By Admin | October 15, 2002

The big screen has a very difficult time capturing the talent of James Van Der Beek – literally. The aspect ratio of projected film simply cannot accommodate the full breadth of his enormous melon head. Each time we see his character, Sean Bateman, photographed slightly from above in full close-up – and we see this A LOT – his massive forehead rises majestically out of frame, cutting off a good 15 inches of Van Der Beek Skull. But that doesn’t stop Dawson from throwing his remaining 95% headlong into his role as an emotionally dormant, chemically and physically self-destructive college student. It’s just a shame he’s investing so much energy in such turgid s**t.
At least he’s got company. There are plenty of well-trained, well-toned young actors degrading both their characters and themselves in “The Rules of Attraction.” I guess they were hoping that, with the right amount of editing, their performances as self-involved, rich private school co-eds partying their way into a series of misguided choices would come across as dark satire, or at least something kind of shocking and funny. It doesn’t. I could blame the actors, but they were all pretty game and generally enjoyable, especially the totally unrestrained Russell Sams, who dominates the film in his two short scenes. I could blame the material – the specific kind of satire and shock-value content of Bret Easton Ellis’ novel about love triangles, grotesque privilege, and total nihilism in Reagan-era New England dates itself pretty easily – but Mary Harron managed to handle similar stuff really well in her stylish and genuinely comic “American Psycho.”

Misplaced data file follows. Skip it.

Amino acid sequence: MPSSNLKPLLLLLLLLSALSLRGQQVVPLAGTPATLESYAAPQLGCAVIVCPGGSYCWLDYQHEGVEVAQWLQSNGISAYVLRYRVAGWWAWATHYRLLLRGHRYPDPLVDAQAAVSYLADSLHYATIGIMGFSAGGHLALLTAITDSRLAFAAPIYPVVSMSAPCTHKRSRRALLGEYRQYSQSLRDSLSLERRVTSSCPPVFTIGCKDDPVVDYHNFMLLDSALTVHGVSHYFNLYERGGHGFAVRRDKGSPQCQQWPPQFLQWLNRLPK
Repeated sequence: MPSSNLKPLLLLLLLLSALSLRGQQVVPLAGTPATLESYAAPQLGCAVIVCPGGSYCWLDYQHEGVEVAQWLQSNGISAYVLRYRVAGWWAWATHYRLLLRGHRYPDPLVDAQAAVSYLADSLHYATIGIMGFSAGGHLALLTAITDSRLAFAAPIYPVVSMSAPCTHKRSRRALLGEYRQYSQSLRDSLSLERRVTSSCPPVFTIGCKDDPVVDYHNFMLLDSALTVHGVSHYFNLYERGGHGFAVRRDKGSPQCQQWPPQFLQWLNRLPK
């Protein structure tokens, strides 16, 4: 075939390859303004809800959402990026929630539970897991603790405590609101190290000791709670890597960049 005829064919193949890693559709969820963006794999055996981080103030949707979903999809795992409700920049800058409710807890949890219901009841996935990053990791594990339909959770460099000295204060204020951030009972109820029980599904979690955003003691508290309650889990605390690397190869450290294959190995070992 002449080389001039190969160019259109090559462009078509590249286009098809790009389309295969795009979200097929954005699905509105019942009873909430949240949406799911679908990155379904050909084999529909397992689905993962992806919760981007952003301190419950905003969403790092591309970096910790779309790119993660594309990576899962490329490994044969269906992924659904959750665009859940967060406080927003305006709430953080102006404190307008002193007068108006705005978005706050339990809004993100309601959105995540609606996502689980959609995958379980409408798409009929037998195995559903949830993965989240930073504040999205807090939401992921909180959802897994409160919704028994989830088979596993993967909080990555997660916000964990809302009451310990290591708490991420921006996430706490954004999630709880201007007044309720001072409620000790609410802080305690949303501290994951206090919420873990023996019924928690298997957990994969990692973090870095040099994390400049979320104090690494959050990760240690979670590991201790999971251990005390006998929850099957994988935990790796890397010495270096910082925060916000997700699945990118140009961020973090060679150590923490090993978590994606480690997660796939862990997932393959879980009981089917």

Maybe it’s writer/director Roger Avary’s approach. He has taken the source material too seriously, and presented it almost at face value. Avary seems to desperately want us to see every single vagary these (young! wealthy! fit!) characters subject each other to, often multiple times, and say to ourselves, “dude, that’s seriously f****d up!” He doesn’t cut away from anything, and refuses to allow that the emotional themes and types of satire that were unnerving in the late 80s have already been played out again and again. So instead, Avary shows us pill-popping upper-class moms, crazy, coked-up drug dealers, sleazy college professors, a painfully extended and highly goth suicide, an O.D., a former child actor shooting up between his toes, and even the vain and lonely character Paul, following up his yoga session with a cigarette. There is even a scene in which Shannon Sossamyn (as Lauren) loses her virginity and gets vomited on at the same time, but movie audiences have already seen, and even grown comfortable, with characters screwing pie, accidentally drinking sperm, getting peed on, and more, all played for laughs.
To the film’s credit, Avary makes a few really inspired technical choices. The recurring device of playing scenes backward is as structural as it is creative – the whole film is actually one long flashback, with information in the first scene made clear by the last scene. In another scene, a strategically placed snowflake makes a cool and simple statement about how totally disaffected the principal character, Sean, is. And the sequence in which Victor (played by Kip Pardue) recounts his entire semester abroad in dull voice-over on top of a streaming, quick-cut montage of European landmarks and bored sexual encounters says everything you need to know about this character – and all of the film’s characters – in just two minutes. That scene, and Sean’s excellent plea to Lauren – “I really did try to kill myself, right before I faked it” – are worth a viewing.

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